The present document is not a first aid guide for birds, but a number of recommendations in case you ever find an injured bird.
1. Prevent further injuries.
The first thing we should do is try not to cause new injuries to the animal when catching it and prevent it from hurting us when defending itself. In the case of big birds of prey, we must be especially careful with beaks and claws, for they won’t hesitate to use them. When we manipulate apparently non aggressive seabirds like seagulls or gannets, we must be extremely cautious, since they can cause deep wounds. In case of doubt, it is advisable not to touch the bird and to call some recovery centre or a near veterinarian (at the end of this post you will find a PDF file with the main telephone numbers you can call).
2. Do not worsen injuries.
In order to prevent the animal from getting more injuries, we advise to cover the bird with a piece of clothing or a blanket, calculating the weight we are throwing over it since the only thing we want is to deprive it of sight. When the bird stops seeing light, it will automatically calm down. Then we can take the bird rolled up in the clothing, avoiding struggle and trying to move it as less as possible. If it is hurt, this will prevent further injuries or avoid making them worse.
A special case are the chicks of nocturnal birds of prey that are found on the ground or in low branches yelling incessantly. These birds leave the nest before they are able to fly safely, which can be confusing for us, as we can see an injured orphan instead of a chick demanding food from adults. Therefore, when we find these species, we must make sure they really need our help. We will hide in order to check whether they are fed by their parents and we will just take care of them if they are really injured or if we find them near a ditch.
3. Prepare a safe place.
The third step is leaving our patient in a covered cardboard box in a quiet environment. We should make little holes on the box so the bird can breathe. It is easy and cheap getting a cardboard box. Moreover, it has the advantage of being a good insulator for both cold and heat, and it can soften the hits it may suffer during transportation. It is also easy to destroy, avoiding possible infections of zoonosis.
One of the few disadvantages of using cardboard boxes is that they can get deteriorated after a while due to the bird’s liquid excretions. We should also bear in mind that this isn’t be the best place to host Great Spotted Woodpeckers or woodpeckers, because they won’t hesitate to drill the box and try to escape.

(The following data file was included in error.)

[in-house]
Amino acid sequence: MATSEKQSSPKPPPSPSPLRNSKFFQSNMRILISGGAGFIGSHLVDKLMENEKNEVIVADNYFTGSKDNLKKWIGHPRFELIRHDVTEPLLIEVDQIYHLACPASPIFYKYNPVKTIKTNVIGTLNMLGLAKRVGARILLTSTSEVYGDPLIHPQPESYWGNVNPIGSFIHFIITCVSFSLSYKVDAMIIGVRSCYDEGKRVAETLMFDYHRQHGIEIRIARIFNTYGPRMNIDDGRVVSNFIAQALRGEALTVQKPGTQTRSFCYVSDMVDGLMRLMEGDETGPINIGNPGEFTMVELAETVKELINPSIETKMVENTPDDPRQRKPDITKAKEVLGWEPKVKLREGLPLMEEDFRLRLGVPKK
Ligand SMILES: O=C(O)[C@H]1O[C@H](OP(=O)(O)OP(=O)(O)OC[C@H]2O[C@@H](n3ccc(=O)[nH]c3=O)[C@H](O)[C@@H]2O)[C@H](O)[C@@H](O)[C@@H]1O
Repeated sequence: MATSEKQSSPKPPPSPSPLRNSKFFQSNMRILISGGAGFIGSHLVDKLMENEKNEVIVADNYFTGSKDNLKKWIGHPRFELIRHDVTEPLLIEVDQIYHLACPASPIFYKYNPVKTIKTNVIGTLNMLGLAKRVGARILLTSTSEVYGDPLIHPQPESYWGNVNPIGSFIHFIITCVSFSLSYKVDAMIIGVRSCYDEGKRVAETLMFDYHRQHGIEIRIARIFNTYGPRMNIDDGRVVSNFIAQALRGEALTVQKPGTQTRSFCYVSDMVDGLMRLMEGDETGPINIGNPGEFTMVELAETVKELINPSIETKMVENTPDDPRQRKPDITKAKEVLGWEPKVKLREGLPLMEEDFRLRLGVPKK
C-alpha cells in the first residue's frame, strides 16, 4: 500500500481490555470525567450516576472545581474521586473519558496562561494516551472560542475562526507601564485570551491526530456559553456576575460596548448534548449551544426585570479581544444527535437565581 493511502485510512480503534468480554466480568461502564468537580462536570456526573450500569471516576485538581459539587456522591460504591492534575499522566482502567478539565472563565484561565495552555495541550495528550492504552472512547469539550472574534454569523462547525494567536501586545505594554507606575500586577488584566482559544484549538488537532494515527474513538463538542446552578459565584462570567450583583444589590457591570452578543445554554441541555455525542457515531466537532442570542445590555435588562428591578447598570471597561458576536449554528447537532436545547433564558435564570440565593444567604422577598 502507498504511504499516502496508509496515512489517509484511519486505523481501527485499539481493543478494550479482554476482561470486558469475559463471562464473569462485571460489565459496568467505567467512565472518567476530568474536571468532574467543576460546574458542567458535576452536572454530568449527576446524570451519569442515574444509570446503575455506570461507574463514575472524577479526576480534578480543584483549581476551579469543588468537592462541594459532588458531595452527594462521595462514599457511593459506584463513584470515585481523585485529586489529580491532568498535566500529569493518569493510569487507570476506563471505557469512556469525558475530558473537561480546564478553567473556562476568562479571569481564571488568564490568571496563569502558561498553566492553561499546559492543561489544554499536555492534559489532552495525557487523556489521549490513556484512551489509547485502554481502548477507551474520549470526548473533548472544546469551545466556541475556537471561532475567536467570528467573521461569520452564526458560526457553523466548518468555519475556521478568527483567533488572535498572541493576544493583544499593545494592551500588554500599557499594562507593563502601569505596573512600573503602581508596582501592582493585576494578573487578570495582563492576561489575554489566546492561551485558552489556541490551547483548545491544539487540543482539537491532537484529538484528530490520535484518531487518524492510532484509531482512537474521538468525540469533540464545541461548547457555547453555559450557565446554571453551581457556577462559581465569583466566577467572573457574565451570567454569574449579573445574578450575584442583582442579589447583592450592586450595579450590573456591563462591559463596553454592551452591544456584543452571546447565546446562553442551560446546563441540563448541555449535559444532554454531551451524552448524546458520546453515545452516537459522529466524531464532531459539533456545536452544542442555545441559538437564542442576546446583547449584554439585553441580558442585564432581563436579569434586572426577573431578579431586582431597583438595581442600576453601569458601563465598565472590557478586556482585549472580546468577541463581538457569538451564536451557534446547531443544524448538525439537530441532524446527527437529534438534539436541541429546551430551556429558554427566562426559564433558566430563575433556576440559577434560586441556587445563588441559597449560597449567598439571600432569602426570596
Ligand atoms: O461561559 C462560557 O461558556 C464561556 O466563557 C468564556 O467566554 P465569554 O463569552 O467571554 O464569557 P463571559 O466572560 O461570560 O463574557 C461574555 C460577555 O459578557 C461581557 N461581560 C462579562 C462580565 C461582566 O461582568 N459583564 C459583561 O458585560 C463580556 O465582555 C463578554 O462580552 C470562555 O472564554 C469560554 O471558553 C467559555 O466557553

4. Ask for help.
The fourth step, if we haven’t already done it, is to contact the nearest recovery centre or, failing that, the staff from the park nurseries, or attending a veterinary clinic nearby.
5. Do not feed.
On the fifth step we recommend not to feed or water the bird. Only if it is a chick during the summer period it is advisable to give it some water, because chicks dehydrate very quickly.
6. Do not try to treat the injuries.
The sixth and last piece of advice is not to try to treat the bird injuries. Some people cut the feathers around the wound or soak the plumage with disinfectant products. The first shouldn’t be done because we can make the mistake of cutting the flight feathers, which are longer than the wings and tail feathers. We should also avoid the use of disinfectant products, because applying cold or damp favours hypothermia. Moreover, the bird will try to get rid of the disinfectant product by cleaning the feathers with the beak: this will produce the dangerous intake of the product, which aggravates the situation.
It is important to avoid the rotation of broken wings or spinning and twisting the injured legs, because an extremity that is in that position for a long time will end up being cut off. For this reason, it is of vital importance to make sure that the wings or legs aren’t rotated more than 45º from their normal position. In order to know whether this is the case, we just have to compare it to the healthy leg. If we happen to find a bird in these conditions, the box should be narrower to avoid freedom of movement inside. We can fill it with paper stripes, like the ones we find in a document shredder. We should avoid straws and sawdust which can hurt the eyes and infect the wounds. We should also avoid plastics which can suffocate the bird and affect its respiratory system.
We hope you never find an injured bird, but we strongly recommend to remember these steps in case you can ever save one of our birds. You can download the steps in the following link:
Bird recovery centres’ telephone numbers